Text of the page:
Conclusion: Reconciling Restraints with Responsibilities

Regimes around natural resource governance are of recent vintage, germinating in the inhospitable environments of civil wars, war-lordism, and state collapse.  The targets of these regimes have overwhelmingly been African states, as well-intentioned international actors have tried to restrain the behaviors of both governments and international actors in extractive industries. 

Over time, however, regimes of restraint are incrementally transforming into universal, global, and normalized regimes of responsibility. This transformation is still contested and may take decades to take a definitive shape. With time, such transformation will proceed from the assumption that states have to wean themselves from the legacy restraints as they invest in broad institutions of participation, accountability, and transparency.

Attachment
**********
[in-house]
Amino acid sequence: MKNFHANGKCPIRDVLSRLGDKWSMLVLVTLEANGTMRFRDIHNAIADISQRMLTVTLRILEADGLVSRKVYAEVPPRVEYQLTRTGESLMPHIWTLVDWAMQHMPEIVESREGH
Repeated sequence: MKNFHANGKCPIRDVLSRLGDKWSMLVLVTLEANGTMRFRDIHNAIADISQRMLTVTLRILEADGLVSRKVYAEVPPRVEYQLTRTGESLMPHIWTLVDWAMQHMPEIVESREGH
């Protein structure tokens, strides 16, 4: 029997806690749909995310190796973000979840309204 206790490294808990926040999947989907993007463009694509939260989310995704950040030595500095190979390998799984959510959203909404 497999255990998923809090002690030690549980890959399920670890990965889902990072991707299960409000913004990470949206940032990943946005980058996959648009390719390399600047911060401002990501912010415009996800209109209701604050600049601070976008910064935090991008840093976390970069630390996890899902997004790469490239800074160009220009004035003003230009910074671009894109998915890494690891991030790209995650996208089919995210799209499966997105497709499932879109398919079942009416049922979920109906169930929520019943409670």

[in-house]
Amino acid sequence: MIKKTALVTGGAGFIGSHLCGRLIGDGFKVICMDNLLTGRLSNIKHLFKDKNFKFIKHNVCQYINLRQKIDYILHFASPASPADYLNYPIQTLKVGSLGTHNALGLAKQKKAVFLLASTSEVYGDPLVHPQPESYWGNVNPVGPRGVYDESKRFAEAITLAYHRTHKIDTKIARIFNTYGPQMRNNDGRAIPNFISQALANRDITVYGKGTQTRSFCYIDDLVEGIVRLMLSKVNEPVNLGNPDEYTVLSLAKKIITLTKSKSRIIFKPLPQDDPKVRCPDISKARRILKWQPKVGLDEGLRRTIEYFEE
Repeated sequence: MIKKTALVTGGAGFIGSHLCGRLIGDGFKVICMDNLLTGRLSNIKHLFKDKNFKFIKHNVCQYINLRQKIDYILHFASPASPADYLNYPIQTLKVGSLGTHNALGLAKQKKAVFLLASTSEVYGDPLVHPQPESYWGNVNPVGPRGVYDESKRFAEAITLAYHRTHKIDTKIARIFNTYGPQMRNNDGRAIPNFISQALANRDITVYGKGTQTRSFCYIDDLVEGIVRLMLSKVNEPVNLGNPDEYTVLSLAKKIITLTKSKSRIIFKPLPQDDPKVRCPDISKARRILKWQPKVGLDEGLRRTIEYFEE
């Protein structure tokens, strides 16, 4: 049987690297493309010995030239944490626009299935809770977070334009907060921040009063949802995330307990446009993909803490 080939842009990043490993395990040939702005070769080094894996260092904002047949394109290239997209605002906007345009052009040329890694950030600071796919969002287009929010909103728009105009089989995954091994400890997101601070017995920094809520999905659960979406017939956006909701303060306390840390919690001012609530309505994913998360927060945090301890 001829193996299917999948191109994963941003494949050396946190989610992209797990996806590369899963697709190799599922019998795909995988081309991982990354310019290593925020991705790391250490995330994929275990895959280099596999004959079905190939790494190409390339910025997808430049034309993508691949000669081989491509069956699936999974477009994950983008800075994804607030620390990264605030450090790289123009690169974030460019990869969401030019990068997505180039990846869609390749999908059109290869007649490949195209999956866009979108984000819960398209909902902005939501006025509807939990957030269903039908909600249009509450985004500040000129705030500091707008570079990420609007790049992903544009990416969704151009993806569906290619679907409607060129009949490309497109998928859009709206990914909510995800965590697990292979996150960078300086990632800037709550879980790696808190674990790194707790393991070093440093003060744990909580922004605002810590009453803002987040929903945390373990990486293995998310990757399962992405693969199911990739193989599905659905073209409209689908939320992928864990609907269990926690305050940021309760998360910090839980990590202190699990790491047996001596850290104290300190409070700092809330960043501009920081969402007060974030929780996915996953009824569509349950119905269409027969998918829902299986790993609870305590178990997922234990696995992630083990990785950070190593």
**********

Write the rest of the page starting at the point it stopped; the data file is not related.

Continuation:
Moreover, the separation of participation from accountability and transparency is no longer tenable because undemocratic regimes ultimately cannot be restrained or constrained by transparency norms alone.  This is why future debates on natural resource governance should return to the agenda of participation and democratization at national and regional levels. 

As they have done before, international actors can prescribe, but not force the pace of change around questions of ownership, national and regional responsibility.